Emily Belden had a unique foray into the writing world, blending her blog total e-bag and samples from her novel into an interactive website where publishers interested in representing her could experience her work. Her take meant it was only a matter of time before her memoir Eightysixed found the right publishing house. What’s interesting about Belden’s efforts, however, is that she waited it out. Instead of cashing in on a major publisher that would’ve ripped her story to shreds, she chose a smaller publishing house (Pandamoon) that saw her vision exactly as it was: intact.
The resulting product ended up as one of the boldest memoirs I’ve read in recent years. Belden doesn’t attempt to glamorize her life. Instead, she offers readers a glass of red wine and asks them to sit down at her kitchen table and digest all the crazy antics that’ve happened to her. The conversational style of the book and witty commentary make it feel like you’re having a chat with a good friend, and Belden proves to be the sharp-tongued friend you want in your corner.
The memoir opens with Belden's catastrophic breakup with her sweetheart in Nebraska: "Trent was my ‘Groundhog's Day.’ No matter what I would do, the same nightmare involving him was going to replay itself day after day. With him, it was always going to be six more weeks of a cold, harsh winter." The rest of the book highlights Belden’s attempts to navigate a new life she’s trying to build after the old one was abruptly shattered. The book is fast-paced and the vibrant characters Belden surrounds herself with (willingly or not) keeps it fresh, even if the settings begin to feel the same. The editors were obviously interested in having food play a major role throughout the narrative, but Belden’s laser-focused voice keeps readers entranced throughout the multiple restaurant and bar scenes.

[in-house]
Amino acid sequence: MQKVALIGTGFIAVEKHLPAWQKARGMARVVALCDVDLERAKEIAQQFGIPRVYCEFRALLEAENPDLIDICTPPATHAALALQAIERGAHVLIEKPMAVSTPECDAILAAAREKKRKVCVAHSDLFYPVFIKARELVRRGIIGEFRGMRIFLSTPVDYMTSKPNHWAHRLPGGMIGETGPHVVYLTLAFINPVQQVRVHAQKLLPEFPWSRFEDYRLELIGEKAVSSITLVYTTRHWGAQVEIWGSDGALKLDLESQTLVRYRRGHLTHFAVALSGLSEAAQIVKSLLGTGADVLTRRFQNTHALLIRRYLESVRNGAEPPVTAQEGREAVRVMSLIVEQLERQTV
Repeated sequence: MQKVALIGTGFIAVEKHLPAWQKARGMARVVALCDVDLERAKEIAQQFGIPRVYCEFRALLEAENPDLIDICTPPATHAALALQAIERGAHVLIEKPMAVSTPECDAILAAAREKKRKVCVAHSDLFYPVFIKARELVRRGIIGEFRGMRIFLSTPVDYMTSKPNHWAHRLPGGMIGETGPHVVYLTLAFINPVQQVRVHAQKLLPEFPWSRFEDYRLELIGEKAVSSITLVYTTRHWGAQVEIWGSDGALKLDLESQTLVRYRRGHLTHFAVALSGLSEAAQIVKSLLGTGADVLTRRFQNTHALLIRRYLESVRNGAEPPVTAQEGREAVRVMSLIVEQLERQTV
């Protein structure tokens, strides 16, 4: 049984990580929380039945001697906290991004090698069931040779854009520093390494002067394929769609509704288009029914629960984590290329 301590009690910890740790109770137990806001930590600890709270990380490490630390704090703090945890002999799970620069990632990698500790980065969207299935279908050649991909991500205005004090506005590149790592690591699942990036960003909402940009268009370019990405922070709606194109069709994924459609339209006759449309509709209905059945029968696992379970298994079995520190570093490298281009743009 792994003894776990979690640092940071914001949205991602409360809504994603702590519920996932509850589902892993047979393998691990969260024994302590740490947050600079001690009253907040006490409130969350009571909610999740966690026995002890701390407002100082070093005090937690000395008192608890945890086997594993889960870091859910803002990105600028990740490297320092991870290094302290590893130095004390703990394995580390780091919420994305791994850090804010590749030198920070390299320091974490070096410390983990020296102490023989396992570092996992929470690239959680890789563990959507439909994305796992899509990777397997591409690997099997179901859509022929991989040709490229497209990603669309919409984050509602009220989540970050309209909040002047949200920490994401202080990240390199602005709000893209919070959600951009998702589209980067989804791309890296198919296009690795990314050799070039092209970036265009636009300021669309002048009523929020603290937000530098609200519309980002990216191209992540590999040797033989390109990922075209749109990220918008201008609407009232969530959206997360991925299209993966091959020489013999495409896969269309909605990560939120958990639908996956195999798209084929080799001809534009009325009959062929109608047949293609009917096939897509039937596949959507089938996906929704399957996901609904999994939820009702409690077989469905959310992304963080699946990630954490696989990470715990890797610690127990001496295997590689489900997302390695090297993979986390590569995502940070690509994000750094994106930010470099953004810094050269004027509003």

Belden toes a feminist line. From absconding from a past friend who is now a coke-snorting sugar baby to casual comments about outfits there are points in the book that make a reader wonder where Belden stands on feminist views, only to have her draw you back in with her saucy mouth when it comes to the men she deals with. Belden doesn’t need everyone to like her; she just wants everyone to hear her. The way she handles the bad dates and strange characters she encounters makes the reader cheer for her. Belden’s able to capture something that memoirists struggle with: she is able to make you love her without trying very hard.
The best essay involves a bad boy Belden’s drawn to though she's not sure why; he has bad teeth, a beard, and keeps telling her that he’s bad news. When he casually does cocaine off a paperback book she was planning on reading, she begins to understand just how much danger she is putting both of them in. And therein lies the reason why this book is so relatable. Haven’t we all had moments where we could feel ourselves self-destructing, yet we continue anyway just to see what will happen next?
What’s most striking about this collection is that Belden reveals just enough. Enough to keep readers interested, yet holding the cards close enough to her chest to let the reader know this will all pan out for her in the end. Unlike other memoirists today (side-eyeing you, Lena Dunham) Belden understands where the line is in over-sharing.
—Follow Shawn Binder on Twitter: @ShawnBinder